2006, New Zealand, directed by Chris Graham (original title: Sione's Wedding)
Like My Big Fat Greek Wedding - the comparison clearly occurred to the marketers who changed the original title - Samoan Wedding is also set amongst an immigrant population, in this case Auckland's Samoan community, a group so tightly knit that the film barely features a white New Zealander. While the film's focal point is a wedding, we spend our time not with the betrothed but rather with the groom's older brother and his three buddies, a quartet known only for their ability to create trouble.
Although united in their foolishness - as documented in a very amusing sequence early on, where old wedding videos chronicle their destructive antics - the four aren't cut from exactly the same cloth; they span the spectrum of employment and employability, from a shy mummy's boy (when he hasn't had a drink, that is) to a player who just can't settle down.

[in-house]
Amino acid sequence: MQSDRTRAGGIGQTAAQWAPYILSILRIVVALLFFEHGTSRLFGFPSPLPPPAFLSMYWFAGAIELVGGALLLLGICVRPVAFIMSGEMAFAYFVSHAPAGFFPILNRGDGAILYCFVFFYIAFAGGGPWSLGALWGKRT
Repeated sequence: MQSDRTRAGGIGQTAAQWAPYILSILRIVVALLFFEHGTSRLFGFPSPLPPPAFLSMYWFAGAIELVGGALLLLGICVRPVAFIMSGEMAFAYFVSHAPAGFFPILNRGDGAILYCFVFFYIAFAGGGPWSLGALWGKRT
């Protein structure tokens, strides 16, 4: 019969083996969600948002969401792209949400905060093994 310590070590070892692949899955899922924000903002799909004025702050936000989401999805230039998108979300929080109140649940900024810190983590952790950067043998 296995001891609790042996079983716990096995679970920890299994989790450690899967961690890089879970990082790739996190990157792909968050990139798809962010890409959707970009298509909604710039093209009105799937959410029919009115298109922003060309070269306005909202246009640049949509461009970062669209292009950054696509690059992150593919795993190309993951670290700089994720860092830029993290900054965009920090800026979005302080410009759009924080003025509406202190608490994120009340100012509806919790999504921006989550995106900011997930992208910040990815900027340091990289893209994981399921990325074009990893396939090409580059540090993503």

These characters are painted with a deliberately broad brush: the film never tries to conceal the fact that we're likely to recognize these types from other movies, nor that we can guess exactly what may happen to at least some of the bros (especially quiet Albert, played by co-writer Oscar Kightley). Instead, director Chris Graham concentrates on keeping the pace sharp - the film never flags, quickly moving from one set-piece to the next, and cross-cutting between the different characters as they resolve their dilemmas - and the lead actors milk every scene for all its comic potential.
There are multiple running jokes - the white boy who's convinced he's authentically ghetto, Stanley's exuberant cross-cultural dance moves ("I think I'm an Irishman trapped in the body of a Samoan") - and some fine physical comedy, and there's even a dash of insight into the community's attempts to integrate locally while preserving island traditions (there's one character who insists on being called Paul instead of Bolo, as if he's uncertain about his Samoan name). That more serious side is very much in the background, however - this is an upbeat portrayal of a minority community, featuring many actors of Samoan origin, rather than a film in the mould of the hard-hitting Once Were Warriors - but there's still a strong sense of the bonds that keep this neighbourhood together, and it's a gentle reminder that New Zealand has more than two sides to its ethnic story.